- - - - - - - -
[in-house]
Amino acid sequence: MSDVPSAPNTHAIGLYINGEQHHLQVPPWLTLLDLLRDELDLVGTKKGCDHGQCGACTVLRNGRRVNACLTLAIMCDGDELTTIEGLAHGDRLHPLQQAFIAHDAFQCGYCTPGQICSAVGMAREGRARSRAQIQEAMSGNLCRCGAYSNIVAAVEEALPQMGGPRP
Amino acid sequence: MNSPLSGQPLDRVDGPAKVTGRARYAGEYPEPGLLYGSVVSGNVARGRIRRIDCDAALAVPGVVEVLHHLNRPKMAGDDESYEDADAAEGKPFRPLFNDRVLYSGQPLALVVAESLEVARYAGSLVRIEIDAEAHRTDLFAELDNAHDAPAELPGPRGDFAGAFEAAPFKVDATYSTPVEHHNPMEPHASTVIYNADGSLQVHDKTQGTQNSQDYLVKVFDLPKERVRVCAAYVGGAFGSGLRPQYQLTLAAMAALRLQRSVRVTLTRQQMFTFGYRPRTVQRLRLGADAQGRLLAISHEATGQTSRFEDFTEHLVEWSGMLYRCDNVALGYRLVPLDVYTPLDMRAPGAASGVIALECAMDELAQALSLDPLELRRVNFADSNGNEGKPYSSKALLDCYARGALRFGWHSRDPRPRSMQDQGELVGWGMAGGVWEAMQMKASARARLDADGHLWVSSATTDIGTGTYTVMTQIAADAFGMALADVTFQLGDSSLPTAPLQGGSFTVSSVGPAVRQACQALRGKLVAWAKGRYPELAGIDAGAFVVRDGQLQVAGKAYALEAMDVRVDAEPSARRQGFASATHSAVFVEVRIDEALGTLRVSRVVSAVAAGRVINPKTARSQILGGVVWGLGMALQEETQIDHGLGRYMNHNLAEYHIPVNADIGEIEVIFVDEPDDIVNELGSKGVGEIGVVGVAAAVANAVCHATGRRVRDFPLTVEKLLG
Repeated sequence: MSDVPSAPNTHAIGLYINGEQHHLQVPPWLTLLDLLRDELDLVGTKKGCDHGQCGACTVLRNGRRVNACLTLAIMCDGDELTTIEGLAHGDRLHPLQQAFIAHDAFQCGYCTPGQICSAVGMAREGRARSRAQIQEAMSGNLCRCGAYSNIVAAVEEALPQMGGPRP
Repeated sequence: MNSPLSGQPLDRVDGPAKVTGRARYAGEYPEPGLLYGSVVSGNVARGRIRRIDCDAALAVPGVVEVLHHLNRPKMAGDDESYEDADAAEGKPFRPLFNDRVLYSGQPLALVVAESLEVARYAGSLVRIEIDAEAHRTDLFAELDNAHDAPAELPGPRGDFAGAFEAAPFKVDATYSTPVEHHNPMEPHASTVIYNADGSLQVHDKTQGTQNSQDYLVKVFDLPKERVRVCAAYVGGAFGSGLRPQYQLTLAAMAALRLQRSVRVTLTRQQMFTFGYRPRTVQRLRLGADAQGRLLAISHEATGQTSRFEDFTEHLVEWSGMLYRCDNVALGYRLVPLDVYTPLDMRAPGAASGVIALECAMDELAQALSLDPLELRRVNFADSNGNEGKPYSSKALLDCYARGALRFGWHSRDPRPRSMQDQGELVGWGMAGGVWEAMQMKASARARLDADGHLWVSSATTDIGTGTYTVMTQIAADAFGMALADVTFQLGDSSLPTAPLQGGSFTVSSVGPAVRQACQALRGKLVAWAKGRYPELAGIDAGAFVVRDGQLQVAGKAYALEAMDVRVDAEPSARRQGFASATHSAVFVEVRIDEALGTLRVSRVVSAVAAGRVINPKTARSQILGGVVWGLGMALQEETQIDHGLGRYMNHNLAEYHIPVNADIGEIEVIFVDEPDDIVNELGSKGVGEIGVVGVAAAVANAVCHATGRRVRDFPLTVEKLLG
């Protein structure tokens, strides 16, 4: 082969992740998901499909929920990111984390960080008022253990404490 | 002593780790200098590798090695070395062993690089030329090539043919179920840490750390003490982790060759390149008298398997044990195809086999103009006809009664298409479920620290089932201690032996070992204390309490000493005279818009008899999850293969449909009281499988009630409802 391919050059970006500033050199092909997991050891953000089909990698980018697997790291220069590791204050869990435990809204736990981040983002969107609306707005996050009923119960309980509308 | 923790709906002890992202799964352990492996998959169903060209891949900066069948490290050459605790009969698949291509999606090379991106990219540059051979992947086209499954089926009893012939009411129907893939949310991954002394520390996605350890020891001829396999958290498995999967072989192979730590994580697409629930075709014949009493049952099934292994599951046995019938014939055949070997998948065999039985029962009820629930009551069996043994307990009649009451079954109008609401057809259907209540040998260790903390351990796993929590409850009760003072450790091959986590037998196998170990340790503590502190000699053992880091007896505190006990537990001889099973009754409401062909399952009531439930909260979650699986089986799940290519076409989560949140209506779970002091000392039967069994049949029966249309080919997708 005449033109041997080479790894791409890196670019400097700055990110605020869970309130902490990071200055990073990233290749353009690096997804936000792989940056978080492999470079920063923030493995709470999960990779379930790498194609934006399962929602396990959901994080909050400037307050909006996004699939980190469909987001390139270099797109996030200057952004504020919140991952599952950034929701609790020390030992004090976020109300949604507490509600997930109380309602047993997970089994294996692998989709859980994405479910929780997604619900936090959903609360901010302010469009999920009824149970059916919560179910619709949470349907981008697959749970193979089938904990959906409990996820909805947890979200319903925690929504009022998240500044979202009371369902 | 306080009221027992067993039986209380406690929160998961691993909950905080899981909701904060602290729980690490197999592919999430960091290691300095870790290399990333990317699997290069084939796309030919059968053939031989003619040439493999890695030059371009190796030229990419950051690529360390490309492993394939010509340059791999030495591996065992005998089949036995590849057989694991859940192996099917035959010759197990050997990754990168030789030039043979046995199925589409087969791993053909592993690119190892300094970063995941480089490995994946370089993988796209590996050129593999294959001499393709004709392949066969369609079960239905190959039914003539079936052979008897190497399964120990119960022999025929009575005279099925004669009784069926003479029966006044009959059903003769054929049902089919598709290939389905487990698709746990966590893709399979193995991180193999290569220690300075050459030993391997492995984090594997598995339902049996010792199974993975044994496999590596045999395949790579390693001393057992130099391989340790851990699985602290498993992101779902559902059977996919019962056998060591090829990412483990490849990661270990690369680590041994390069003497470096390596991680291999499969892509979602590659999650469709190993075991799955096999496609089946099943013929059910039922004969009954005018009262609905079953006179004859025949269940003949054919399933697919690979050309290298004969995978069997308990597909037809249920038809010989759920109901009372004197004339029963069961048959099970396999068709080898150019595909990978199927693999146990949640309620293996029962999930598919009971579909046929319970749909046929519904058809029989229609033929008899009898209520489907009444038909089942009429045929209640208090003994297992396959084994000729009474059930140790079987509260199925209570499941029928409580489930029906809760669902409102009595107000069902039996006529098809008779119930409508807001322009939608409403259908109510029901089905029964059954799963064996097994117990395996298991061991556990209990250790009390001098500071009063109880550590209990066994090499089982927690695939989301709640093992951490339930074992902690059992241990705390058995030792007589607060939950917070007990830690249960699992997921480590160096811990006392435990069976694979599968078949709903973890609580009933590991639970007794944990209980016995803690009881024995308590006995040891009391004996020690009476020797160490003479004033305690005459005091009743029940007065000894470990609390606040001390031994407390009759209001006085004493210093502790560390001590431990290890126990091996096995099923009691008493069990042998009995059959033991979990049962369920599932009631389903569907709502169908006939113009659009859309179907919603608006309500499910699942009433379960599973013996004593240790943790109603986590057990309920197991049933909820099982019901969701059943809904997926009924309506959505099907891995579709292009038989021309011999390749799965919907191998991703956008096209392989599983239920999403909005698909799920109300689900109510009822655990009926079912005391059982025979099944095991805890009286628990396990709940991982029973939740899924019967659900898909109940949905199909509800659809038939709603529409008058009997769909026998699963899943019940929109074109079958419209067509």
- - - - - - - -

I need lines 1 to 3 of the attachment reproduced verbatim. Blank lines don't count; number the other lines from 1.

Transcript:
[in-house]
Amino acid sequence: MSDVPSAPNTHAIGLYINGEQHHLQVPPWLTLLDLLRDELDLVGTKKGCDHGQCGACTVLRNGRRVNACLTLAIMCDGDELTTIEGLAHGDRLHPLQQAFIAHDAFQCGYCTPGQICSAVGMAREGRARSRAQIQEAMSGNLCRCGAYSNIVAAVEEALPQMGGPRP
Amino acid sequence: MNSPLSGQPLDRVDGPAKVTGRARYAGEYPEPGLLYGSVVSGNVARGRIRRIDCDAALAVPGVVEVLHHLNRPKMAGDDESYEDADAAEGKPFRPLFNDRVLYSGQPLALVVAESLEVARYAGSLVRIEIDAEAHRTDLFAELDNAHDAPAELPGPRGDFAGAFEAAPFKVDATYSTPVEHHNPMEPHASTVIYNADGSLQVHDKTQGTQNSQDYLVKVFDLPKERVRVCAAYVGGAFGSGLRPQYQLTLAAMAALRLQRSVRVTLTRQQMFTFGYRPRTVQRLRLGADAQGRLLAISHEATGQTSRFEDFTEHLVEWSGMLYRCDNVALGYRLVPLDVYTPLDMRAPGAASGVIALECAMDELAQALSLDPLELRRVNFADSNGNEGKPYSSKALLDCYARGALRFGWHSRDPRPRSMQDQGELVGWGMAGGVWEAMQMKASARARLDADGHLWVSSATTDIGTGTYTVMTQIAADAFGMALADVTFQLGDSSLPTAPLQGGSFTVSSVGPAVRQACQALRGKLVAWAKGRYPELAGIDAGAFVVRDGQLQVAGKAYALEAMDVRVDAEPSARRQGFASATHSAVFVEVRIDEALGTLRVSRVVSAVAAGRVINPKTARSQILGGVVWGLGMALQEETQIDHGLGRYMNHNLAEYHIPVNADIGEIEVIFVDEPDDIVNELGSKGVGEIGVVGVAAAVANAVCHATGRRVRDFPLTVEKLLG